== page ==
The early days of the integrated healthcare relationship are typically idyllic, filled with smiles and hopes and dreams. Oh, if we could only maintain that blissful state forever…
Unfortunately relationships don’t maintain a static pattern but are interspersed with disruptions on occasion (or frequently). When these disturbances intervene, the blissful state is challenged.
These are the times that try administrators’ souls.
For a partnership to persevere the inevitable challenges, the basic foundation must be solid. Just as skyscrapers are built with deep foundations that are not only solid but allow flexibility to prevent collapse when severe environmental or other hazardous conditions erupt, the integrated partnership requires a carefully developed, yet flexible foundation. With a firm core, the relationship has the elements in place to withstand challenges that are sure to occur. (Click here for more information on building a successful behavioral health – primary care partnership.)
Sustainability plans are often synonymous with financial sustainability but will occasionally focus on health information technology in the planning as well. The partnership itself, however, is often overlooked in the sustainability plan. This is unfortunate because if the partnership fails, the plan is rendered moot. The actual partnership itself is taken for granted after the initial honeymoon phase. This is a grave mistake for true sustainability.
Consider this scenario:
Due to internal operational and fiscal needs, the behavioral health partner’s executive team has decided to reassign the integrated BH counselor who has been working in the primary care clinic for two years. The counselor will be replaced with another counselor who is more experienced and is credentialed in both mental health and substance use disorders. Seeing this rearrangement as a win-win, the behavioral health partner is shocked and confused when they hear that the primary care partner, in reaction to this news, is considering hiring their own counselor instead of accepting the replacement counselor. There are even rumors that they might pull out of the partnership.
What went wrong?
- The behavioral health partner failed to include the primary care partner in the discussion, thus failing to honor the relationship; the primary care partner felt disrespected.
- Rather than express concern to the behavioral health partner, the primary care partner took a reactionary approach instead.
- Unaware of behavioral health partner’s internal issues, the primary care partner assumed the worst.
- The behavioral health partner failed to understand the value of the individual to the team, not just for the service provided. Counselors are not interchangeable. The counselor was viewed as a valued member of the primary care team.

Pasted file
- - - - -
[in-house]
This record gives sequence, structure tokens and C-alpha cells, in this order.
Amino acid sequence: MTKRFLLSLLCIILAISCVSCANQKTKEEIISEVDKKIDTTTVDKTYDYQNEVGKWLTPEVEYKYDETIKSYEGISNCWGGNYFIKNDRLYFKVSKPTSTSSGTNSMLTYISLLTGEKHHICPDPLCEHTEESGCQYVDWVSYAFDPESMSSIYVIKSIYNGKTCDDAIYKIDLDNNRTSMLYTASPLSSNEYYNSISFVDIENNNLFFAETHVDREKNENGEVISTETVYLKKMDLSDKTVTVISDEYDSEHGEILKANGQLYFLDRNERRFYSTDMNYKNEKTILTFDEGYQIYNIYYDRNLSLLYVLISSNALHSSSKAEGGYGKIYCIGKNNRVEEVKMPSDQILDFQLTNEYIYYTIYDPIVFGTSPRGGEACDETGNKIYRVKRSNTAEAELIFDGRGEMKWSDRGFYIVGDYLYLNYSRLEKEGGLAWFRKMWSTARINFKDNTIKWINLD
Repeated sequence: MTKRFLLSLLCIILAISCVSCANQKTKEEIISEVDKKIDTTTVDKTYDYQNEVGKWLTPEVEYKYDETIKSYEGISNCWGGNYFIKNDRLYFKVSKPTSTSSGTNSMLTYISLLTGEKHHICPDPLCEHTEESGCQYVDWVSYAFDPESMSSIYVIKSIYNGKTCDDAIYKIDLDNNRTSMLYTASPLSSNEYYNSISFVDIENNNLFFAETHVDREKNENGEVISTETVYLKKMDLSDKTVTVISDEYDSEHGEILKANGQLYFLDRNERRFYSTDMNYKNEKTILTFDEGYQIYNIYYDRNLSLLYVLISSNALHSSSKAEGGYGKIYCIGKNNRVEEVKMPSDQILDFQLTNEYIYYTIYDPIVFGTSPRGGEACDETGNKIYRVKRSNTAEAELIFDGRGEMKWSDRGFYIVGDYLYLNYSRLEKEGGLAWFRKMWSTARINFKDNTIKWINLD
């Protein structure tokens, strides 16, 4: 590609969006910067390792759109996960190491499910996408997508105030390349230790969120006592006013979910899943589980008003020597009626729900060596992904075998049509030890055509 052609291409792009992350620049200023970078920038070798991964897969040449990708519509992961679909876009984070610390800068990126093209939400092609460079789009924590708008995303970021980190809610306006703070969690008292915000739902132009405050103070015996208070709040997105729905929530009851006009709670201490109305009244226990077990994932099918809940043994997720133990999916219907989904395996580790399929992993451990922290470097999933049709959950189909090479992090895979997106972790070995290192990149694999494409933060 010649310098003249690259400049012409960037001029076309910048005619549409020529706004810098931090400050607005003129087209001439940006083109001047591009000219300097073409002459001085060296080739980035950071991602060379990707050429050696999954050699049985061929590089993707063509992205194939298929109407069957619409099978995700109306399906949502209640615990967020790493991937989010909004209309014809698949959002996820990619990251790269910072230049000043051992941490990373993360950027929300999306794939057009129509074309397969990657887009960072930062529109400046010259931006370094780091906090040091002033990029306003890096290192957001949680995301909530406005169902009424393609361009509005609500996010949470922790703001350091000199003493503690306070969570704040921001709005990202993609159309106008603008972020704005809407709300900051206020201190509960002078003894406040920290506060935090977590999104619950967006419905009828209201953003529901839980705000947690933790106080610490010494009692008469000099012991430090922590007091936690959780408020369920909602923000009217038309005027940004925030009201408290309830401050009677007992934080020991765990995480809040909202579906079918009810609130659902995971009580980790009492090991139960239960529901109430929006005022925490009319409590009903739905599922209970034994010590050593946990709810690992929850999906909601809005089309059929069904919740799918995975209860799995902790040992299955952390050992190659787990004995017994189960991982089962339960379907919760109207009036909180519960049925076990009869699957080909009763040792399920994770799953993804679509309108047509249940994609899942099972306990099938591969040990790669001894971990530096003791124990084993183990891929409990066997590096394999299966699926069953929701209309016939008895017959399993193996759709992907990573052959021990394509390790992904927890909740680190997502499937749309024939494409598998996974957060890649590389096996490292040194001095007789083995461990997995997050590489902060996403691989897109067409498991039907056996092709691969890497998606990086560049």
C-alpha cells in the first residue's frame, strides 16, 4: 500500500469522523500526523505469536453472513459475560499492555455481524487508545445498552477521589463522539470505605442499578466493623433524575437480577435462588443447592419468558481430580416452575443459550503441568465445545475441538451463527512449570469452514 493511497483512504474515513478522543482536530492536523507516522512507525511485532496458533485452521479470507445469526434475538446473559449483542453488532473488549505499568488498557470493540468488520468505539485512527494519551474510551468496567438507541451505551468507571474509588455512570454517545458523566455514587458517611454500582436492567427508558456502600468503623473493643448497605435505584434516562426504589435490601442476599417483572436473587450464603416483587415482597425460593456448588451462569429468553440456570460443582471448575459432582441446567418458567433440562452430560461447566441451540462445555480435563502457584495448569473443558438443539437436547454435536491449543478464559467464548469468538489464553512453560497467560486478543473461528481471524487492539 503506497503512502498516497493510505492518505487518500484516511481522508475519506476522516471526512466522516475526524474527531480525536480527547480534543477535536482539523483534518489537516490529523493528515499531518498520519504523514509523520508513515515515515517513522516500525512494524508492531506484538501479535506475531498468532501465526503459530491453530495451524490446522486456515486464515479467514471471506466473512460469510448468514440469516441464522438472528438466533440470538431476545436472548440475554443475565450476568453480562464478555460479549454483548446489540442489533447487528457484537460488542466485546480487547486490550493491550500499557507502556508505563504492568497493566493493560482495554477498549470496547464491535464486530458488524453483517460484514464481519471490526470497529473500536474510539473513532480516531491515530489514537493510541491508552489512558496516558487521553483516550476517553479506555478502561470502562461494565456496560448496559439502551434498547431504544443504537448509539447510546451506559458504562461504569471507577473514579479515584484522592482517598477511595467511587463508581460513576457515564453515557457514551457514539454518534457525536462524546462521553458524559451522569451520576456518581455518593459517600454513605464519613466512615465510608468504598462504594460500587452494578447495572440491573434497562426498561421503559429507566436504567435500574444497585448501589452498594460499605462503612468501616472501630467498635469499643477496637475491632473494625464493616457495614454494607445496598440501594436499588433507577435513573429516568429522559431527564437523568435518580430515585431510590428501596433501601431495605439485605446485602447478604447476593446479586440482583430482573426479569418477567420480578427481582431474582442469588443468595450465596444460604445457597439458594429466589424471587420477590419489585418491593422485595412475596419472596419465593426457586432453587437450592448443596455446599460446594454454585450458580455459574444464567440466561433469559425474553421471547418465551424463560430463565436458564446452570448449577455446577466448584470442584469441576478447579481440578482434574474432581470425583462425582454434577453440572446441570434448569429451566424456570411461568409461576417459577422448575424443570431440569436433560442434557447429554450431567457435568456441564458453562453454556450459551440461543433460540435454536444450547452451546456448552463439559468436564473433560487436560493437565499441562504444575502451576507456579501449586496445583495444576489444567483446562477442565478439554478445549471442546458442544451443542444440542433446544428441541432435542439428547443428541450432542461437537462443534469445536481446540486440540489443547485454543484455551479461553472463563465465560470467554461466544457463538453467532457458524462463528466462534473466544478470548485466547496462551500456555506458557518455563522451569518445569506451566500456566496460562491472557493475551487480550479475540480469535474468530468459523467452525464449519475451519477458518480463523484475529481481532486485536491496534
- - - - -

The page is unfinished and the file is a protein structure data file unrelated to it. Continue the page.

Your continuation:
- The executive teams of the partners stopped communicating after the partnership was launched, resulting in a weakening of the committment by each partner.
The list could go on.
This partnership, though financially sound, has neglected to nurture the core relationship. As long as things were going smoothly, the partnership appeared to be successful. Unfortunately, a slight disruption to the routine has threatened the weak core of the partnership. In addition to the obvious lack of effective communication taking place in this dysfunctional relationship, there are other factors also present that are all too common in partnerships:
- Lack of commitment
- Lack of respect
Commitment and respect underscore the core requirements for longevity.
All partners must be committed to ensuring that integration efforts have the necessary tools for success. This includes the committment of time, not just financial and other resources. When the commitment is present, there is no concern over “fair weather friends” syndrome.
- Are you prepared to make sacrifices necessary for success?
- When the going gets tough are you still committed?
Basic respect is crucial. Your partner has many challenges and concerns that are unrelated to your partnership. Respecting that these are important to your partner whether or not you can fully recognize the impact goes a long way toward being a good partner. Taking the time to gain a better understanding is even better.
- Do you have a thorough understanding of your partner’s business model?
- Do you understand the challenges that your partner faces specific to the specialty such as regulatory, operational, clinical, etc.?
Why are these things important?
Understanding and honoring the things that are important to your partner organization strengthens the core of your relationship. Remember, the Golden Rule applies to behavioral health and primary care integration partnerships, too.